Author Topic: publishing abroad  (Read 822 times)

yoringel

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publishing abroad
« on: July 09, 2011, 06:36:10 PM »
stupid question i guess but iīm not sure about this:

can you send your manuscript to a publisher in a other country or do you have to publish in your own?

fireflyz

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Re: publishing abroad
« Reply #1 on: July 09, 2011, 11:56:11 PM »
Most publisher's don't accept unsolicited manuscripts.  Some do, but there can be issues with that unless you're well versed in contracts.  If you mean agents, then yes you can query an agent even if you don't live in that country.  I would just make sure to be up front with them in your query that you don't reside in their country.  I know that a debut author from Australia recently signed with Pat Rothfuss's agent.  I believe it was Jay Kristoff, but I can't remember the name offhand.  Anyway, to answer your question:  generally, yes.
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yoringel

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Re: publishing abroad
« Reply #2 on: July 10, 2011, 12:40:12 AM »
ah thank you. thatīs really good to know.
the whole principle with agencies is relatively new for me. i thought that you most often send directly your stuff to the editorial office of a publishing house. guess in uk and the usa you have more often a agency between you and the publisher.
thanks for your help ;-)

fireflyz

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Re: publishing abroad
« Reply #3 on: July 10, 2011, 01:35:23 PM »
Yes, unfortunately there's quite a bit more to it than that.  Most publishers, as I said above, won't look at unsolicited manuscripts.  So you need an agent.  There are a lot of them out there.  So you need to do your research and find out which ones represent the genre of your novel.  Then you need to make sure they are looking for new authors.  In order to submit to an agent you have to follow certain guidelines.  Agents receive anywhere from 50-500+ queries a week and can't read every persons manuscript.  Usually, you'll have to submit at least a one page query letter (think blurb on back jacket of books).  Often you'll also be asked to include a 1-5 page synopsis of the book (in present tense) and if you're lucky the first couple pages of your novel.  If they like it, you'll get a request for a partial (generally first 3 chapters or 50 pages).  If they still want more then you'll receive a request for the full manuscript.

All of this takes time.  I've found that journey from query to full request was about a month and feedback on the full was an additional month.  I'd suggest checking out writingexcuses.com for awesome podcasts concerning writing and the industry and annemini.com has one of the most comprehensive sites on all the steps involved to getting an agent.  She's a bit verbose, but definitely worth the time. 

Hope that helps!  Yes, it's daunting, but it (generally) ensures that only good writers get published.  IMHO, self publishing via ebooks threaten to undermine that.  A lot of people get frustrated when their book garners zero interest so they delude themselves into thinking that if only it were out there, waiting for someone to read, they'd be a star.  But who reads self published ebooks?  No one.  It's a long, hard road, but Stephen King wrote for years before making it, J.K. Rowling did the same, Tolkien shopped his work around for years with no interest, and even Brandon will happily tell you about the many novels he wrote before finally breaking in.  That's why rule one of writing is to write for yourself.  Because for a long time it's only going to be you and your creation.  Definitely a rewarding experience though, and I'm glad you're looking to move forward on your work.  Good luck!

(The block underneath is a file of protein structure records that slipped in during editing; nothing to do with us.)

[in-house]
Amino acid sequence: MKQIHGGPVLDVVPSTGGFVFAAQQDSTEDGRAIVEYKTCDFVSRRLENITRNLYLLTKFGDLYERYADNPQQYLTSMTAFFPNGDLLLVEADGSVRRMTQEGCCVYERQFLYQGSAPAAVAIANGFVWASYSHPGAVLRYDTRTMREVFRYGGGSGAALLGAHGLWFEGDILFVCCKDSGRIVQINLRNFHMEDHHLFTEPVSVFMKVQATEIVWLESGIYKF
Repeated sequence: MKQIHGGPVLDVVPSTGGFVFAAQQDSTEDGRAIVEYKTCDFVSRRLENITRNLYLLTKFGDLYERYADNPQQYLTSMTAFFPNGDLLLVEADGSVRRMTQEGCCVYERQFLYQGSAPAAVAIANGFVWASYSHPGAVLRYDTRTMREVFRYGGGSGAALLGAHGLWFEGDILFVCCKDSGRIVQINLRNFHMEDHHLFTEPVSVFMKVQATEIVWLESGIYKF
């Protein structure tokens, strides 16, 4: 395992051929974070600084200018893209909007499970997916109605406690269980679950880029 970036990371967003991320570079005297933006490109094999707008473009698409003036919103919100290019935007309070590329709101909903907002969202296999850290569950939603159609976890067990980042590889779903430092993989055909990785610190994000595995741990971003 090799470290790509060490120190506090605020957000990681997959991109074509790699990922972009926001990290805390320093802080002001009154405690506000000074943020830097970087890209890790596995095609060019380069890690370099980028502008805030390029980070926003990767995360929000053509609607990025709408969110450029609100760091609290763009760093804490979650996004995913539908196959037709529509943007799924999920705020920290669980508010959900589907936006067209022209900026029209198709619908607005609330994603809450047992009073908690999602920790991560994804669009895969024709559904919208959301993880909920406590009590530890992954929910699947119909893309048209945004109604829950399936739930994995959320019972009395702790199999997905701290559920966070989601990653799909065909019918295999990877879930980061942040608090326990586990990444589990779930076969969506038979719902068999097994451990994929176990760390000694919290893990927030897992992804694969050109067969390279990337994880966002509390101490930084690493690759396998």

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yoringel

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Re: publishing abroad
« Reply #4 on: July 10, 2011, 08:18:58 PM »
thank you so much. you helped me a lot!
in germany i think the agencies donīt have this significance, but the market is changing now. sadly we still donīt have many published good sci-fi and fantasy books (well a few but not like in uk, usa and canada). of course this can be a chance too.
cornelia funke translated her work and sent it to the UK and now is famous world wide.

i like īwriting excusesī - itīs a really helpful pod-cast and thanks for the other link.
do you think one should go to cons? another example thats new for me because we have here two big book fairs and i donīt think, that you can find there an editor.
well, iīm a newbie generally in the writing-world ;-) .

i donīt think much of e-publishing too. i want to do this job seriously and make money. and i know itīs hard  but my other future profession is freelance and mostly low budget. so iīm used to having patience .
i think too, if you donīt write/illustrate for your self, you can never be a writer/illustrator. you have to love it and you have to be a bit crazy to choose such a profession ;-) .

so thanks again for your help and good luck to you too.

Peter Ahlstrom

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Re: publishing abroad
« Reply #5 on: July 11, 2011, 07:39:10 PM »
Actually, there are a number of authors who make foreign publishing deals directly with the foreign publishers without going through any agents. Kristine Kathryn Rush and Dean Wesley Smith talk about this often. However, it is a lot of work and time you could be spending writing... Depends what is important to you.
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